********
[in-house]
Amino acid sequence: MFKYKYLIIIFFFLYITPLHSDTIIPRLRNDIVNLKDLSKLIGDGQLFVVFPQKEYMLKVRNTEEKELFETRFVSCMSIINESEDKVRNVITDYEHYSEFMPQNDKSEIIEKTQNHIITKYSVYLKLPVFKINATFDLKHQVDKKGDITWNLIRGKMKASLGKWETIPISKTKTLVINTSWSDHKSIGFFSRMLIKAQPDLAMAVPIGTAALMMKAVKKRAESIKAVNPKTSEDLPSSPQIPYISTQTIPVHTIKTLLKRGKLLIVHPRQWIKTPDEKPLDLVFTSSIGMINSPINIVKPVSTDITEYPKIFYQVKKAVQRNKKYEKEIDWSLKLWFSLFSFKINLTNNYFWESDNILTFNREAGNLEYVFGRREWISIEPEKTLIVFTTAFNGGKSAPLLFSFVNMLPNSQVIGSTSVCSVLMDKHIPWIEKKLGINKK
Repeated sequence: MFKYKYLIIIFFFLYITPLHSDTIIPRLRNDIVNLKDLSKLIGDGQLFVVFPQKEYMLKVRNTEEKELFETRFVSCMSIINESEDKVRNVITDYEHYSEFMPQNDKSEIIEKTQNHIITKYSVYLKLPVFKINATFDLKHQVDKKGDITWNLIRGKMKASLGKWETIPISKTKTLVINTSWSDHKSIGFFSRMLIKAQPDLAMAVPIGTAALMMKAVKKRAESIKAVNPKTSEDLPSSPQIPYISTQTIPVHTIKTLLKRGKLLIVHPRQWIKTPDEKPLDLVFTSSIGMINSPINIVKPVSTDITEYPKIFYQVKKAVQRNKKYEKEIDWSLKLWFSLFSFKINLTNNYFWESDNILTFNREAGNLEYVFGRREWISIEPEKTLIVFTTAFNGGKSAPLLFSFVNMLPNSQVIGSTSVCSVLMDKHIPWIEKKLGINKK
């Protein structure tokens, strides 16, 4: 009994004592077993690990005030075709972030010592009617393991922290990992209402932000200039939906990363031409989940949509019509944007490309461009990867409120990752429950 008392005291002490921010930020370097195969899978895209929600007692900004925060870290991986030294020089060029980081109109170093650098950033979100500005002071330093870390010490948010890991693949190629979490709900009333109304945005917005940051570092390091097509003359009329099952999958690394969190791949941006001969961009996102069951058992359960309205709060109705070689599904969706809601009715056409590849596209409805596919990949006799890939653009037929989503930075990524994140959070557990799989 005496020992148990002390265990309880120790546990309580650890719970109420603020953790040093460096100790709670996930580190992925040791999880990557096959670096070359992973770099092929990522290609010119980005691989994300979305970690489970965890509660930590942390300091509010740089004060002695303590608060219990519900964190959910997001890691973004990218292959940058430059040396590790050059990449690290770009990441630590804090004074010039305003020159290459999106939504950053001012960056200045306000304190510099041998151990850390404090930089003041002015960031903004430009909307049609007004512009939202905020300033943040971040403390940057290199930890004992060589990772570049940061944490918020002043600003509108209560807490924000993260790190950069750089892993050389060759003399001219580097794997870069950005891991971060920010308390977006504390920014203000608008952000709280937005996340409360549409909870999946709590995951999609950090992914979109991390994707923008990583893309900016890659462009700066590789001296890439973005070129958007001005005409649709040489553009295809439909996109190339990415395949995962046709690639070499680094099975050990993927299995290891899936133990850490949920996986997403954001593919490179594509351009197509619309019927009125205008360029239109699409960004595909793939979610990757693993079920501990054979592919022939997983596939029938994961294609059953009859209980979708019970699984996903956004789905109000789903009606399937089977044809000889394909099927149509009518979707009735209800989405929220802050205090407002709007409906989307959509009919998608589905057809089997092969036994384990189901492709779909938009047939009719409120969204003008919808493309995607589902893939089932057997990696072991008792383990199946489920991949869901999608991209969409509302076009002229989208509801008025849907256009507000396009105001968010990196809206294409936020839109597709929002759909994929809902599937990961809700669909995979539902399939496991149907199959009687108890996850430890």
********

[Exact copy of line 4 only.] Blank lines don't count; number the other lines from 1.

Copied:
């Protein structure tokens, strides 16, 4: 009994004592077993690990005030075709972030010592009617393991922290990992209402932000200039939906990363031409989940949509019509944007490309461009990867409120990752429950 008392005291002490921010930020370097195969899978895209929600007692900004925060870290991986030294020089060029980081109109170093650098950033979100500005002071330093870390010490948010890991693949190629979490709900009333109304945005917005940051570092390091097509003359009329099952999958690394969190791949941006001969961009996102069951058992359960309205709060109705070689599904969706809601009715056409590849596209409805596919990949006799890939653009037929989503930075990524994140959070557990799989 005496020992148990002390265990309880120790546990309580650890719970109420603020953790040093460096100790709670996930580190992925040791999880990557096959670096070359992973770099092929990522290609010119980005691989994300979305970690489970965890509660930590942390300091509010740089004060002695303590608060219990519900964190959910997001890691973004990218292959940058430059040396590790050059990449690290770009990441630590804090004074010039305003020159290459999106939504950053001012960056200045306000304190510099041998151990850390404090930089003041002015960031903004430009909307049609007004512009939202905020300033943040971040403390940057290199930890004992060589990772570049940061944490918020002043600003509108209560807490924000993260790190950069750089892993050389060759003399001219580097794997870069950005891991971060920010308390977006504390920014203000608008952000709280937005996340409360549409909870999946709590995951999609950090992914979109991390994707923008990583893309900016890659462009700066590789001296890439973005070129958007001005005409649709040489553009295809439909996109190339990415395949995962046709690639070499680094099975050990993927299995290891899936133990850490949920996986997403954001593919490179594509351009197509619309019927009125205008360029239109699409960004595909793939979610990757693993079920501990054979592919022939997983596939029938994961294609059953009859209980979708019970699984996903956004789905109000789903009606399937089977044809000889394909099927149509009518979707009735209800989405929220802050205090407002709007409906989307959509009919998608589905057809089997092969036994384990189901492709779909938009047939009719409120969204003008919808493309995607589902893939089932057997990696072991008792383990199946489920991949869901999608991209969409509302076009002229989208509801008025849907256009507000396009105001968010990196809206294409936020839109597709929002759909994929809902599937990961809700669909995979539902399939496991149907199959009687108890996850430890």